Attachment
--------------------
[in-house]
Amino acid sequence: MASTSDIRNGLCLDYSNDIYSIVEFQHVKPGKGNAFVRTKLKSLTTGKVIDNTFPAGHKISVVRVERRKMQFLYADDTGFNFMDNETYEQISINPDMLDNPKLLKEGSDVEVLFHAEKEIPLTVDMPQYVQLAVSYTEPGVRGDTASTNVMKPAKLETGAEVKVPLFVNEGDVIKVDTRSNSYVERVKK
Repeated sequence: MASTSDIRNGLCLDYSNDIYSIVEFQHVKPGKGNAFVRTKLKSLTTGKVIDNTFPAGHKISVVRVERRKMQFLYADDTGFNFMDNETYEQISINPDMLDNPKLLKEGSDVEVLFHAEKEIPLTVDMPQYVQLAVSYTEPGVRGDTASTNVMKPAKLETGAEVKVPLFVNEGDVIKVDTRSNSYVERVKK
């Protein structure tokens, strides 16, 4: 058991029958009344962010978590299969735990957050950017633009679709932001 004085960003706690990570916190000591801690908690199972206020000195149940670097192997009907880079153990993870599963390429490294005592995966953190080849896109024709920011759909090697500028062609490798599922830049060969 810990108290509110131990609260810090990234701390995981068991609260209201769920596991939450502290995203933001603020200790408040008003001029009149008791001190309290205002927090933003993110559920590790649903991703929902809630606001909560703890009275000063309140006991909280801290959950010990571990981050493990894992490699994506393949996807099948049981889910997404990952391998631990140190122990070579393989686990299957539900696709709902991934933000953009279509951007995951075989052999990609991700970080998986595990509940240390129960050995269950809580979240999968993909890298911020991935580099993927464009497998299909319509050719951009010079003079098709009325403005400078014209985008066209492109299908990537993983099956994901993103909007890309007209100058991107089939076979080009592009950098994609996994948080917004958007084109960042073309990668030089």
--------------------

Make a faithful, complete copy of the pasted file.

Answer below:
[in-house]
Amino acid sequence: MASTSDIRNGLCLDYSNDIYSIVEFQHVKPGKGNAFVRTKLKSLTTGKVIDNTFPAGHKISVVRVERRKMQFLYADDTGFNFMDNETYEQISINPDMLDNPKLLKEGSDVEVLFHAEKEIPLTVDMPQYVQLAVSYTEPGVRGDTASTNVMKPAKLETGAEVKVPLFVNEGDVIKVDTRSNSYVERVKK
Repeated sequence: MASTSDIRNGLCLDYSNDIYSIVEFQHVKPGKGNAFVRTKLKSLTTGKVIDNTFPAGHKISVVRVERRKMQFLYADDTGFNFMDNETYEQISINPDMLDNPKLLKEGSDVEVLFHAEKEIPLTVDMPQYVQLAVSYTEPGVRGDTASTNVMKPAKLETGAEVKVPLFVNEGDVIKVDTRSNSYVERVKK
């Protein structure tokens, strides 16, 4: 058991029958009344962010978590299969735990957050950017633009679709932001 004085960003706690990570916190000591801690908690199972206020000195149940670097192997009907880079153990993870599963390429490294005592995966953190080849896109024709920011759909090697500028062609490798599922830049060969 810990108290509110131990609260810090990234701390995981068991609260209201769920596991939450502290995203933001603020200790408040008003001029009149008791001190309290205002927090933003993110559920590790649903991703929902809630606001909560703890009275000063309140006991909280801290959950010990571990981050493990894992490699994506393949996807099948049981889910997404990952391998631990140190122990070579393989686990299957539900696709709902991934933000953009279509951007995951075989052999990609991700970080998986595990509940240390129960050995269950809580979240999968993909890298911020991935580099993927464009497998299909319509050719951009010079003079098709009325403005400078014209985008066209492109299908990537993983099956994901993103909007890309007209100058991107089939076979080009592009950098994609996994948080917004958007084109960042073309990668030089």